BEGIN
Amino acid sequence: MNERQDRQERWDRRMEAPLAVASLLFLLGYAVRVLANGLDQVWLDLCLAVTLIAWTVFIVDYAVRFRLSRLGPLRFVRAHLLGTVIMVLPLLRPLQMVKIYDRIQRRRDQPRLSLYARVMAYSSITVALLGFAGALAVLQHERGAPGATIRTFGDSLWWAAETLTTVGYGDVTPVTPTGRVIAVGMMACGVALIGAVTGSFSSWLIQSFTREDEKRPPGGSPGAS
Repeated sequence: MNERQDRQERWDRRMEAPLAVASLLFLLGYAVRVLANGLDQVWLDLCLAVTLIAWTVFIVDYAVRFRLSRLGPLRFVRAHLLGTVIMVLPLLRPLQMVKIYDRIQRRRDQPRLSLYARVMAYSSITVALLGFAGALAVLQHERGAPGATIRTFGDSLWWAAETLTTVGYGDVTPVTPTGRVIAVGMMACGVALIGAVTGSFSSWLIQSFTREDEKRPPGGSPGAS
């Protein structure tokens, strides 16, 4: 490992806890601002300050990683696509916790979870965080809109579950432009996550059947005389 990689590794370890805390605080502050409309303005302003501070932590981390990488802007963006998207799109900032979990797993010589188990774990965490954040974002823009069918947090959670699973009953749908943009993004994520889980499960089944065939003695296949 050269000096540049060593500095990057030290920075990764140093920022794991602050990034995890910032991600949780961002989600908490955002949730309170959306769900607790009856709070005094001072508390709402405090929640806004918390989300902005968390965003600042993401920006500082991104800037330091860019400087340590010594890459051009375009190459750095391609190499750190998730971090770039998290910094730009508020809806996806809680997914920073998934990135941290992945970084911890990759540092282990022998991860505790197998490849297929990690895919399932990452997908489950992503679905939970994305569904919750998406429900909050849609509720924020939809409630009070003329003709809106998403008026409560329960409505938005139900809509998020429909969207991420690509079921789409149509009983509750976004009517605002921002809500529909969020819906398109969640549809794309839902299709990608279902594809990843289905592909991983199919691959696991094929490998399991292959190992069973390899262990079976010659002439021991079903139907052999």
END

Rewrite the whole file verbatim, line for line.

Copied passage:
Amino acid sequence: MNERQDRQERWDRRMEAPLAVASLLFLLGYAVRVLANGLDQVWLDLCLAVTLIAWTVFIVDYAVRFRLSRLGPLRFVRAHLLGTVIMVLPLLRPLQMVKIYDRIQRRRDQPRLSLYARVMAYSSITVALLGFAGALAVLQHERGAPGATIRTFGDSLWWAAETLTTVGYGDVTPVTPTGRVIAVGMMACGVALIGAVTGSFSSWLIQSFTREDEKRPPGGSPGAS
Repeated sequence: MNERQDRQERWDRRMEAPLAVASLLFLLGYAVRVLANGLDQVWLDLCLAVTLIAWTVFIVDYAVRFRLSRLGPLRFVRAHLLGTVIMVLPLLRPLQMVKIYDRIQRRRDQPRLSLYARVMAYSSITVALLGFAGALAVLQHERGAPGATIRTFGDSLWWAAETLTTVGYGDVTPVTPTGRVIAVGMMACGVALIGAVTGSFSSWLIQSFTREDEKRPPGGSPGAS
């Protein structure tokens, strides 16, 4: 490992806890601002300050990683696509916790979870965080809109579950432009996550059947005389 990689590794370890805390605080502050409309303005302003501070932590981390990488802007963006998207799109900032979990797993010589188990774990965490954040974002823009069918947090959670699973009953749908943009993004994520889980499960089944065939003695296949 050269000096540049060593500095990057030290920075990764140093920022794991602050990034995890910032991600949780961002989600908490955002949730309170959306769900607790009856709070005094001072508390709402405090929640806004918390989300902005968390965003600042993401920006500082991104800037330091860019400087340590010594890459051009375009190459750095391609190499750190998730971090770039998290910094730009508020809806996806809680997914920073998934990135941290992945970084911890990759540092282990022998991860505790197998490849297929990690895919399932990452997908489950992503679905939970994305569904919750998406429900909050849609509720924020939809409630009070003329003709809106998403008026409560329960409505938005139900809509998020429909969207991420690509079921789409149509009983509750976004009517605002921002809500529909969020819906398109969640549809794309839902299709990608279902594809990843289905592909991983199919691959696991094929490998399991292959190992069973390899262990079976010659002439021991079903139907052999």